We are pleased to share with you a recent publication in Strategies in Trauma and Limb Reconstruction. This publication is entitled "Can Experienced Surgeons Predict the Additional value of a CT Scan in Patients with Displaced Intra-articular Distal Radius Fractures. "
Please find access to the full-version of the article click here.
Kleinlugtenbelt YV, Madden K, Groen SJ, Ham MD, Kloen P, Haverlag R, Simons MP, Bhandari M, Goslings JC, Scholtes VAB, Poolman RW. Can experienced surgeons predict the additional value of a CT scan in patients with displaced intra-articular distal radius fractures? Strategies Trauma Limb Recon. 2017 Apr [Epub].
There are no clear guidelines when an additional CT scan should be obtained for the treatment of displaced intra-articular distal radius fractures (DRF). This study aimed to investigate whether surgeons can predict the usefulness of CT scans to facilitate choice of treatment plan and/or pre-operative planning for DRF.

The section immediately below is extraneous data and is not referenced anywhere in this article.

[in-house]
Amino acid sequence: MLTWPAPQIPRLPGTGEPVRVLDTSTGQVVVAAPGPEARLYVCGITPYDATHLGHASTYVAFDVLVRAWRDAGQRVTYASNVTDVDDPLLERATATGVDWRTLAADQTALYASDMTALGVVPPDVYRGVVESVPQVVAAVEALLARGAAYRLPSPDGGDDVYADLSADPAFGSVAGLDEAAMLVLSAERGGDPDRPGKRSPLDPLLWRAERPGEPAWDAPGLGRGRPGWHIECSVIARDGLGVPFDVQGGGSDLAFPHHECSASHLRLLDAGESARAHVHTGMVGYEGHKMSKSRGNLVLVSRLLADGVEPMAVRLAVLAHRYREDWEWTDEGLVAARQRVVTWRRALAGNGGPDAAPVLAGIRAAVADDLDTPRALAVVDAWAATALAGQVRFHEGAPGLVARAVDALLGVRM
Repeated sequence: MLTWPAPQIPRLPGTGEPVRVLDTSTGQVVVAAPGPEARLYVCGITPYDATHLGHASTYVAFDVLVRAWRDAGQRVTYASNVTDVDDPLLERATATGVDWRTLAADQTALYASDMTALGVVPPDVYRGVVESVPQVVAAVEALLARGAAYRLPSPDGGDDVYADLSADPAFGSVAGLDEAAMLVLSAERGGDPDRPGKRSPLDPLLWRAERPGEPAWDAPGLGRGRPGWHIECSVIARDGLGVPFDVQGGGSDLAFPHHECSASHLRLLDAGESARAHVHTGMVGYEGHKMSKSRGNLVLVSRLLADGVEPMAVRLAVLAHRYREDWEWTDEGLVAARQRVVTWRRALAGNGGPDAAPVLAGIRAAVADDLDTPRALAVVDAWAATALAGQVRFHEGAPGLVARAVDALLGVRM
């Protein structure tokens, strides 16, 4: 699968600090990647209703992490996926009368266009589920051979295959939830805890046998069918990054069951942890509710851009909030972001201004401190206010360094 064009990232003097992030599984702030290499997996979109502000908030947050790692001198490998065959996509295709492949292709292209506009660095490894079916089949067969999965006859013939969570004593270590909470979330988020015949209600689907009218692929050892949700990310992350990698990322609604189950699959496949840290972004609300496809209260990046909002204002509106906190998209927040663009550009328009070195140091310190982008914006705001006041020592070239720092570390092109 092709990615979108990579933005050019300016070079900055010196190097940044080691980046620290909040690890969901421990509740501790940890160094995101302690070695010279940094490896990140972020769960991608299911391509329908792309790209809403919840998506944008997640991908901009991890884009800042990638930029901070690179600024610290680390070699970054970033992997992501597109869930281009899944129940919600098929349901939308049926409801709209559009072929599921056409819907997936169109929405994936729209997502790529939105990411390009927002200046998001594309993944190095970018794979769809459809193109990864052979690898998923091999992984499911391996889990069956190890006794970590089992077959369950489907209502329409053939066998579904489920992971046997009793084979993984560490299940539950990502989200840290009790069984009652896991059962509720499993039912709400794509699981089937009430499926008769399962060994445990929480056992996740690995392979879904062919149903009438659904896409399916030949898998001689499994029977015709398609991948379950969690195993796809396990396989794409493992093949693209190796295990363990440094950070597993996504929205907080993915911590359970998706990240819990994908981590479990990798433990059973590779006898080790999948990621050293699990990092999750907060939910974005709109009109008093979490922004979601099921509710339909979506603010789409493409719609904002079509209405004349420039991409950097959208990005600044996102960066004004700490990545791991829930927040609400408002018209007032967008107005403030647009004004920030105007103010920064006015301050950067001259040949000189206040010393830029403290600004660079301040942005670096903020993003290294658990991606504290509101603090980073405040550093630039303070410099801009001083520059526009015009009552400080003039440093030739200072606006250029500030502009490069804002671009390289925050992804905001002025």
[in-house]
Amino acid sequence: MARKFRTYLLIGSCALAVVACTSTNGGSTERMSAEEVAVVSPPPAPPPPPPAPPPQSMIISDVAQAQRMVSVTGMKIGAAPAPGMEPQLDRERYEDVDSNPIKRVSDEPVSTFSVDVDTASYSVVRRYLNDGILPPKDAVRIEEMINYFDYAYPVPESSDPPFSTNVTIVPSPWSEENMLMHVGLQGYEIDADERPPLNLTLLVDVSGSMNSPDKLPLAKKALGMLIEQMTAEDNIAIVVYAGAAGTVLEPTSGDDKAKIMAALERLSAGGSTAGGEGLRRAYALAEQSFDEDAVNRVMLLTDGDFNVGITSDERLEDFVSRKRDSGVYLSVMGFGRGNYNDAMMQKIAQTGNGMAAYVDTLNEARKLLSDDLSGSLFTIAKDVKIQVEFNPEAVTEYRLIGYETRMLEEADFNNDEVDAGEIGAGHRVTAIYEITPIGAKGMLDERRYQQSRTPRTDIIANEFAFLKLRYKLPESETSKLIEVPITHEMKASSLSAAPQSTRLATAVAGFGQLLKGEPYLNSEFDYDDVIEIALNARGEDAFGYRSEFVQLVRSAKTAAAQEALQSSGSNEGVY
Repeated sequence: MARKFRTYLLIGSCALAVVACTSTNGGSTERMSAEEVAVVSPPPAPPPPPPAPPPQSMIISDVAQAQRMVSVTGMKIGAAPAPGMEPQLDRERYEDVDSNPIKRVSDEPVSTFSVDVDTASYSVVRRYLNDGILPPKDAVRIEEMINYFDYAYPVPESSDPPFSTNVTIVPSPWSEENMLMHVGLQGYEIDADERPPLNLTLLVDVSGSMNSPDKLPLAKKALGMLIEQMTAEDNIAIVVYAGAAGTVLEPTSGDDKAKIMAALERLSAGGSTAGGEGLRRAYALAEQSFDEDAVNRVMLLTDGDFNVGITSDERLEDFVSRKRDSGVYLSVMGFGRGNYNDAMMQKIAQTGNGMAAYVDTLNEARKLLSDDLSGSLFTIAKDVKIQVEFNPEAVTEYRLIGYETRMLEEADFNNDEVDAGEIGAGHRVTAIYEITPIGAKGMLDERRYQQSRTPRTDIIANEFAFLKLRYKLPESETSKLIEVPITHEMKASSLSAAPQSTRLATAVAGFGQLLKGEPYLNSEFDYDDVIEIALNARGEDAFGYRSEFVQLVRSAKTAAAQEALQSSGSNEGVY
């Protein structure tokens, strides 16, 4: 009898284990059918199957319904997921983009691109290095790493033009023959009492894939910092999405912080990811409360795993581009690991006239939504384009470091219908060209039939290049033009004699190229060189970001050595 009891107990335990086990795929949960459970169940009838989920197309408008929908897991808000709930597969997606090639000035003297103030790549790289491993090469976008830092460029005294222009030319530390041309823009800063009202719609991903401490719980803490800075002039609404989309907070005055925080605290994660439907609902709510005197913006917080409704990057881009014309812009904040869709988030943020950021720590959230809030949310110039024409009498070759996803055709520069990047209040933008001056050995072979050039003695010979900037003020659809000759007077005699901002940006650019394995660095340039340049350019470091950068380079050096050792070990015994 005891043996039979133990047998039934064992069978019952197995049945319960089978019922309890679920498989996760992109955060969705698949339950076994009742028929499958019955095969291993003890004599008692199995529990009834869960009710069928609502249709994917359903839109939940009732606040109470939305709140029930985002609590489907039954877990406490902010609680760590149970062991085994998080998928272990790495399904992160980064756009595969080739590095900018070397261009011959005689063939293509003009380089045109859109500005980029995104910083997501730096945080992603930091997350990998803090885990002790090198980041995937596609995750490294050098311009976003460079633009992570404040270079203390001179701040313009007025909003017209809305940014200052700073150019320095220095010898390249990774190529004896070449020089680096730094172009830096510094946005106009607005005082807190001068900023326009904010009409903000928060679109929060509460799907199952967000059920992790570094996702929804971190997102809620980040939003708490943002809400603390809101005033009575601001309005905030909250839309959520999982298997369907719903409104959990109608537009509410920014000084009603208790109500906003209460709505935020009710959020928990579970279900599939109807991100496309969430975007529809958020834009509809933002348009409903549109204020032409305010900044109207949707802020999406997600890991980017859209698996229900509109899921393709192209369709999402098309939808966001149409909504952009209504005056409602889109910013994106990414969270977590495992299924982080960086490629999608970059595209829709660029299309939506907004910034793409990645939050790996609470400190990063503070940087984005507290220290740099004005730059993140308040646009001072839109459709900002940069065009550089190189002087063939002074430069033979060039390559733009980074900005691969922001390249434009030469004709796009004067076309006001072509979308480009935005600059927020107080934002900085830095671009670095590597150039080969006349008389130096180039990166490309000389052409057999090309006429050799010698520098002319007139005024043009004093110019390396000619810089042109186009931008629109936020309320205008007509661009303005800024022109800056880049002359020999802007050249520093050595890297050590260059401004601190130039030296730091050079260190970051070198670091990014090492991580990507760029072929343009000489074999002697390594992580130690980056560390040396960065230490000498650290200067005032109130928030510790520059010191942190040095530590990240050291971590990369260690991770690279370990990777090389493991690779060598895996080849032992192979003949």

Four surgeons evaluated 51 patients with displaced DRF. The choice of treatment (operative or nonoperative) was based on conventional radiographs. Subsequently, the surgeons were asked whether they would have requested an additional CT scan to determine this treatment choice, and also whether they required a CT scan for pre-operative planning.
After 4 weeks, the additional CT scan was provided and the cases were assessed again. Based on these data, we calculated the number needed to scan (NNS) and number needed to harm (NNH) for two decision models. Model 1: Only provide a CT scan if the surgeon requested one based on their judgment of the X-rays. Model 2: CT scans for all displaced intra-articular DRF.
For choice of treatment, the NNS was lower for model 1 than for model 2 (2.6 vs. 4.3) and the NNH is higher for model 1 (3.1 vs. 1.3). For preoperative planning, the NNS (1.3 vs. 1.4) and NNH (3.7 vs. 3.4) were comparable for both models. Surgeons are able to predict the usefulness of an additional CT scan for intraarticular displaced DRF for OR indication. However, for pre-operative planning the usefulness of a CT scan is much harder to predict.